September 29 - November 5, 2016
"The Restless Planet: Earth’s Many Moods"
Curated by: Power Boothe
During my career in photography people were usually the subjects of both the pictures I shot as a photographer and published as an editor. Several years ago I had a Traumatic brain injury and found I was no longer able to function as an author, something I had been doing for about a decade. This brought me back to taking photographs, and I became fascinated by the idea of unpopulated landscapes. Instead of photographing the inhabitants of earth I concentrated on the planet itself. This is the land as it may have been before we crawled out of the sea, and as it may be when the last humans leaves.
One thing I quickly learned was that the earth is both eternal and ever-changing. Standing in the same spot the landscapes will alter dramatically for as long as you observe it – light changes, weather changes, the seasons change. We falsely assign human emotions to these changes describing one area as harsh and forbidding, another as welcoming, when what we’re really saying is, this is how we emotionally react to our environment.
A feature of this change process in which I’m becoming increasingly interested is human ruins, If you look at the destroyed temples around Ankor Wat in Cambodia you witness the power of the jungle over human pride and industry, a process I find very moving. My next photographic project will concentrate on ruins, the evidence of our constant endeavor and its vulnerability to the power of nature.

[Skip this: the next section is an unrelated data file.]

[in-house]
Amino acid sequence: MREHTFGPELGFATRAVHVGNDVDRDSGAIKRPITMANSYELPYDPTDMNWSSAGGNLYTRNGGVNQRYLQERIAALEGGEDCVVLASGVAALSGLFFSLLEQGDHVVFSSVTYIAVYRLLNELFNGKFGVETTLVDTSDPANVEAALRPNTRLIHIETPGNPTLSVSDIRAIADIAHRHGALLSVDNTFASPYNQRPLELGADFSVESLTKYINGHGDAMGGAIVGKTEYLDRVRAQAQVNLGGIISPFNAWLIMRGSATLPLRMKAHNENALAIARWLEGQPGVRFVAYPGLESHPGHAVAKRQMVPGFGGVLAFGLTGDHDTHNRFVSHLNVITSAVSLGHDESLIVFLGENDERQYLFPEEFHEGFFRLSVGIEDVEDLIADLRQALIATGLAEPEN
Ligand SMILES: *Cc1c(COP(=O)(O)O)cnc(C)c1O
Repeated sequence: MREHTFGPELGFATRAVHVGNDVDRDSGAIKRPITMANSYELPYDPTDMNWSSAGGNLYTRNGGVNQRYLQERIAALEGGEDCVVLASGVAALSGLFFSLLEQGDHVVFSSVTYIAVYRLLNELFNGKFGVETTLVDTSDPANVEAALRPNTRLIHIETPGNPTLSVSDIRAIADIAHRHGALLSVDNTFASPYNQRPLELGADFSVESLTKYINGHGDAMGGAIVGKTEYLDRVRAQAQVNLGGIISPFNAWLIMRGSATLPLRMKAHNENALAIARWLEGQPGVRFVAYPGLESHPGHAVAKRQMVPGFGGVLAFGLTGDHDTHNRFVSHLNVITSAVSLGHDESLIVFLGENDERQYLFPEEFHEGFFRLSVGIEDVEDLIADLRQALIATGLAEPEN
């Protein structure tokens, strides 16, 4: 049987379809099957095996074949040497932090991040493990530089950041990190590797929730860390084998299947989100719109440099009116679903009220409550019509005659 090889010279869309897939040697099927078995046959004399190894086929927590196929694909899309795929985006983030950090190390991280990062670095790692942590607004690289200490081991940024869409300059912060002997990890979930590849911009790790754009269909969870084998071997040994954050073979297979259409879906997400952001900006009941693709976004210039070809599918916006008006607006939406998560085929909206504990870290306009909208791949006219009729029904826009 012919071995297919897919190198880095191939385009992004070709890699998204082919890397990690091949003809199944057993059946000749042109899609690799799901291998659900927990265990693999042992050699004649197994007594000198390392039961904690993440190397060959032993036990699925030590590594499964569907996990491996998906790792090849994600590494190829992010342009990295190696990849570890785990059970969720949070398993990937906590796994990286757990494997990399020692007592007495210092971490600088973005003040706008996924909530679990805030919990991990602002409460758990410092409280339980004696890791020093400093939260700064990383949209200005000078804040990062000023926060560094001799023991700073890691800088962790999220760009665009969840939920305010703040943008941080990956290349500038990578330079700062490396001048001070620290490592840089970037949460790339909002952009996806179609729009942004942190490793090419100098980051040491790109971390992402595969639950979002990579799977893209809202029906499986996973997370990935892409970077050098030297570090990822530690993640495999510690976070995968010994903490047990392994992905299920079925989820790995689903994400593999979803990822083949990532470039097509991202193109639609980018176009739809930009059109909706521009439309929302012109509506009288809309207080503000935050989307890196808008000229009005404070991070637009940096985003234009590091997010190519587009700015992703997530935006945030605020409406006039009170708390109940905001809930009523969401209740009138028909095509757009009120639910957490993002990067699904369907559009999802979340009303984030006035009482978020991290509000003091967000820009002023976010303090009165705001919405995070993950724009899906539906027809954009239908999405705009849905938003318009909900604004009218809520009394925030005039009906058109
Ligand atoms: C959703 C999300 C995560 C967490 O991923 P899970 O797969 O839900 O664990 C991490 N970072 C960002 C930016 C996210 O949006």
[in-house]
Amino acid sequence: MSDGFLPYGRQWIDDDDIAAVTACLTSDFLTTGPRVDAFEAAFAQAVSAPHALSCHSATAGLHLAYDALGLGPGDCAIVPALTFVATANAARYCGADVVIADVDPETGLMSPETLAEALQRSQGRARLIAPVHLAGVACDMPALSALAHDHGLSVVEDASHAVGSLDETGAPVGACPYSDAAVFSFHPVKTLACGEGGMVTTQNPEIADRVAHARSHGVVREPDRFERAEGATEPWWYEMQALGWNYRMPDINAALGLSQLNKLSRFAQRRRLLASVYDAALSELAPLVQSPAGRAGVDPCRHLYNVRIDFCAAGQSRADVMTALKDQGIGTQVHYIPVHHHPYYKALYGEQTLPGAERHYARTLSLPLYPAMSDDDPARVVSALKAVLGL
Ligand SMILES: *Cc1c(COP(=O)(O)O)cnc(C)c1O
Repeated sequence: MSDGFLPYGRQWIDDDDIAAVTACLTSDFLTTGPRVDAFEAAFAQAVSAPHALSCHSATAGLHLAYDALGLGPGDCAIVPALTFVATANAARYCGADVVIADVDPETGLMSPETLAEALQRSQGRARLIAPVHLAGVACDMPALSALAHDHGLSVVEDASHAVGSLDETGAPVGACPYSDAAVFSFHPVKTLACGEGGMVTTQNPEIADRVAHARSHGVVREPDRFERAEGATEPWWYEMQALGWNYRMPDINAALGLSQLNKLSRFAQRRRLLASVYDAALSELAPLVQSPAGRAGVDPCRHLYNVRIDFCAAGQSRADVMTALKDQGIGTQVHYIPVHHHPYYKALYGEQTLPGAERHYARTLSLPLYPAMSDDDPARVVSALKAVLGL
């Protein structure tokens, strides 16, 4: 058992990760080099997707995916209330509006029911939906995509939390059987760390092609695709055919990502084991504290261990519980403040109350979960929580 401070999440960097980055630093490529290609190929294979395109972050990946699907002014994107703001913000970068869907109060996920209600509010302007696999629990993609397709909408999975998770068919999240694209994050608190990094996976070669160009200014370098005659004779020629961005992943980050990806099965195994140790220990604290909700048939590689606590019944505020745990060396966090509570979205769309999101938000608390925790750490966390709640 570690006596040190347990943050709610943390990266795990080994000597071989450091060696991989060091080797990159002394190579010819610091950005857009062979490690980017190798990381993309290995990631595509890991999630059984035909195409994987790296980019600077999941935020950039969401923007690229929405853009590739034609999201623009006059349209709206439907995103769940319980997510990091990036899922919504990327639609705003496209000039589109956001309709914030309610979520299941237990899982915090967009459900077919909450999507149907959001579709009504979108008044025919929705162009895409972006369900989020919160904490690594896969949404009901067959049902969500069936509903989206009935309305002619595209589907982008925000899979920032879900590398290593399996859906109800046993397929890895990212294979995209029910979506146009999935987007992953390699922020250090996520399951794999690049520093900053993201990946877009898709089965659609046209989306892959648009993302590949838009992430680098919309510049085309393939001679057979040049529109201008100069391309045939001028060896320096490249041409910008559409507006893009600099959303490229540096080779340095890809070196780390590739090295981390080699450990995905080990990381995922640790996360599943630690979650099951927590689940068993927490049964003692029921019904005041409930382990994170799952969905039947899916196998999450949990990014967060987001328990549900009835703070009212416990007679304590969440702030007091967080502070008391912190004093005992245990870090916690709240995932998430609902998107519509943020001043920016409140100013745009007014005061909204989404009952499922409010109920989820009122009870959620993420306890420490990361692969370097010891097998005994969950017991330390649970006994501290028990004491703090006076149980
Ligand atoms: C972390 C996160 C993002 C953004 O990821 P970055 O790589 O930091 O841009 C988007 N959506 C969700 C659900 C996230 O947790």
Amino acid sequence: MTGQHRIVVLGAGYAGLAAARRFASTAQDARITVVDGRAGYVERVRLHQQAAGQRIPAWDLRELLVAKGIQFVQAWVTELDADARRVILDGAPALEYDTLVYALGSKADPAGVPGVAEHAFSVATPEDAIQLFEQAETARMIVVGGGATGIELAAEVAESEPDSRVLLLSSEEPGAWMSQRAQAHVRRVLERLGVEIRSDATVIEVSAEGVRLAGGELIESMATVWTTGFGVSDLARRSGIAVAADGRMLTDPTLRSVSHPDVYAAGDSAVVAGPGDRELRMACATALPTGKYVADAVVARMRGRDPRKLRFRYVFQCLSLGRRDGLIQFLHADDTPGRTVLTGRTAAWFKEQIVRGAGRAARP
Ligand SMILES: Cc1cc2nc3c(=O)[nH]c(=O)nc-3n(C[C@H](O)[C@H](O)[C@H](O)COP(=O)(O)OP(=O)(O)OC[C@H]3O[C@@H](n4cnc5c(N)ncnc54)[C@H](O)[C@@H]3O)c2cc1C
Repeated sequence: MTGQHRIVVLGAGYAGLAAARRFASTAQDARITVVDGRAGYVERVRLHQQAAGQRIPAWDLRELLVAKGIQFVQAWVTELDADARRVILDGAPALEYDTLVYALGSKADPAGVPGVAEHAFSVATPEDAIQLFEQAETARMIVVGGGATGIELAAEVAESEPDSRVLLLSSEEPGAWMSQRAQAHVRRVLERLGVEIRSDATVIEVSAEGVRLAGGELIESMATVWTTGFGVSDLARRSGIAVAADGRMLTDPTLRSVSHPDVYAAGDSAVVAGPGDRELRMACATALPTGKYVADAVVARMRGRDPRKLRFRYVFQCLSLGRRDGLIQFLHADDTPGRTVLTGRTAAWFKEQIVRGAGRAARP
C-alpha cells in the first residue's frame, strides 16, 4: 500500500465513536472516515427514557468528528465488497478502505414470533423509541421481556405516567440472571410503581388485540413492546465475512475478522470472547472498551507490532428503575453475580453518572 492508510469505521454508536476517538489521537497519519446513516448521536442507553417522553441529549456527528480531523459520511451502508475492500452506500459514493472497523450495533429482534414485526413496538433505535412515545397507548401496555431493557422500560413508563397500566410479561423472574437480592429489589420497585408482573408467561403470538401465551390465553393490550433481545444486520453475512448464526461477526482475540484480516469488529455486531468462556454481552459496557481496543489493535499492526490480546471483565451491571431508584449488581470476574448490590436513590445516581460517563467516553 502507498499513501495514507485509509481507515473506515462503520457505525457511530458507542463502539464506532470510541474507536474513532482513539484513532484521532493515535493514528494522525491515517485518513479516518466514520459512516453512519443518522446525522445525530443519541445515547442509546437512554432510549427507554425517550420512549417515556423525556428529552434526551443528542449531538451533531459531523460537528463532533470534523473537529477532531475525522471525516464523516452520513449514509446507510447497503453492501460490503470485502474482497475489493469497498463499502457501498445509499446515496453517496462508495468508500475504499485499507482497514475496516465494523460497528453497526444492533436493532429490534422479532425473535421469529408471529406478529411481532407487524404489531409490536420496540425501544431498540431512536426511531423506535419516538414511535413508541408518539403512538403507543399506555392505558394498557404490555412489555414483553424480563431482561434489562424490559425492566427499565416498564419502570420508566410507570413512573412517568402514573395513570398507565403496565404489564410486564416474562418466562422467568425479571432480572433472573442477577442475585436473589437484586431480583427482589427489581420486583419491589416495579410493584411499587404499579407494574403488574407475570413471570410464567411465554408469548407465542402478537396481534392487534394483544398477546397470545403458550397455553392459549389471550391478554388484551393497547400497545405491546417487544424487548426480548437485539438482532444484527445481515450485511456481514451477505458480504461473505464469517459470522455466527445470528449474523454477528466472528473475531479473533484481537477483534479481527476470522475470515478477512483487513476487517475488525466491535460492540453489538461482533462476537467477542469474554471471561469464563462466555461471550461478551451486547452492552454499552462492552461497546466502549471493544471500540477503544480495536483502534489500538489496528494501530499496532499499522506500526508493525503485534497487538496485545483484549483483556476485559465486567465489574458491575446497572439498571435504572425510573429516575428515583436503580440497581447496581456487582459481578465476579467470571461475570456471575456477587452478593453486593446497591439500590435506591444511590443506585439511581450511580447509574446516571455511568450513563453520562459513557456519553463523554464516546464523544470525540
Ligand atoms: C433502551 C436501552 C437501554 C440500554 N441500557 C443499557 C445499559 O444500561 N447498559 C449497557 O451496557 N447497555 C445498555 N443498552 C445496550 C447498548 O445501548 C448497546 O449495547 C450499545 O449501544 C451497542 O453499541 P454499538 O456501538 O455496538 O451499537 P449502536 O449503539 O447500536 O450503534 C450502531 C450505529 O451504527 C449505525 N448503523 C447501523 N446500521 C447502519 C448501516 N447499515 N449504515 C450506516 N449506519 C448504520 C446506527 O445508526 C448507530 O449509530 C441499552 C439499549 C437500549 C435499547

“The Florence Series"
Inspiration for this series of drawings and prints is the result of a months-long residency in Florence in February of 2014. With its rich history and beautiful surrounding countryside, Florence was both captivating and seductive. The early spring-like atmosphere provided an overlay of dramatic and constantly changing light. With every step, the architecture, gardens and rich patinas of facades entranced me.
I took long walks daily with my sketchbook in hand. Drawing focused me. Some destinations were pre-determined, but most often I just enjoyed my open hours to explore. Even as I walked on the last evening of my stay, I had hardly scratched the surface of the many levels of this richly endowed treasure of a city.
Upon returning home, little did I know how the spell of this experience had motivated me. In the two years since, I have been absorbed working on mixed media drawings and prints of my Italian experience. I usually start my drawing with a gestural ink line upon which I build tonal overlays with charcoal and colored pencil. The oil monotypes in this exhibit are based on these drawings.
“The Way Station”
The imagery that I use explores a hypothetical intersection between the natural world and the built environment. I am interested in a representation of the natural world that is spun from a conflation of imagination and ideology – a symbolic rendering – rather than one that mimics our visual/optical experience of it. I am interested in the tenuous and temporary fit with which the things we have built have accommodated themselves to the fecund and resurgent and violent forces of the natural world around them. My pictures suggest landscapes captured in a state of flux, landscapes on the cusp or in the throes of explosive generation or devolution, they are geographies of entropy and zero-sum gain.